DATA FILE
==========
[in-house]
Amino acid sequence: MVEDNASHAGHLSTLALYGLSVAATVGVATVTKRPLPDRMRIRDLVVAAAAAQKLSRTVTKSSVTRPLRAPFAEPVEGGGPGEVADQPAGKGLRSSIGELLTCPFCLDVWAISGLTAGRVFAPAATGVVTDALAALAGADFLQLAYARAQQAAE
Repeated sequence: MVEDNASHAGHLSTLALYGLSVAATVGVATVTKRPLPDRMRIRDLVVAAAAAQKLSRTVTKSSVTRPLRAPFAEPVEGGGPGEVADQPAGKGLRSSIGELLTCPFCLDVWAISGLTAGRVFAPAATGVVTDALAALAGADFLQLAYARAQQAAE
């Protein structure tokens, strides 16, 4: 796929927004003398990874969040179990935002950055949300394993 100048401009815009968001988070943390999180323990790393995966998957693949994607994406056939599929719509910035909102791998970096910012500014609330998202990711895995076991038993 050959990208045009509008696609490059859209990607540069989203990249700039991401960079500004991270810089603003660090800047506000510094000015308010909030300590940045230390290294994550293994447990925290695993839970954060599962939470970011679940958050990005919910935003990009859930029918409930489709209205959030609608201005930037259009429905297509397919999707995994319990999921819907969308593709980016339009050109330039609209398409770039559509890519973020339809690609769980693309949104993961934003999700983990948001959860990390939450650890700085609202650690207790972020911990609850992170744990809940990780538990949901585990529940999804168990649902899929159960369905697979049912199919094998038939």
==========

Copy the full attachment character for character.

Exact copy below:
[in-house]
Amino acid sequence: MVEDNASHAGHLSTLALYGLSVAATVGVATVTKRPLPDRMRIRDLVVAAAAAQKLSRTVTKSSVTRPLRAPFAEPVEGGGPGEVADQPAGKGLRSSIGELLTCPFCLDVWAISGLTAGRVFAPAATGVVTDALAALAGADFLQLAYARAQQAAE
Repeated sequence: MVEDNASHAGHLSTLALYGLSVAATVGVATVTKRPLPDRMRIRDLVVAAAAAQKLSRTVTKSSVTRPLRAPFAEPVEGGGPGEVADQPAGKGLRSSIGELLTCPFCLDVWAISGLTAGRVFAPAATGVVTDALAALAGADFLQLAYARAQQAAE
């Protein structure tokens, strides 16, 4: 796929927004003398990874969040179990935002950055949300394993 100048401009815009968001988070943390999180323990790393995966998957693949994607994406056939599929719509910035909102791998970096910012500014609330998202990711895995076991038993 050959990208045009509008696609490059859209990607540069989203990249700039991401960079500004991270810089603003660090800047506000510094000015308010909030300590940045230390290294994550293994447990925290695993839970954060599962939470970011679940958050990005919910935003990009859930029918409930489709209205959030609608201005930037259009429905297509397919999707995994319990999921819907969308593709980016339009050109330039609209398409770039559509890519973020339809690609769980693309949104993961934003999700983990948001959860990390939450650890700085609202650690207790972020911990609850992170744990809940990780538990949901585990529940999804168990649902899929159960369905697979049912199919094998038939």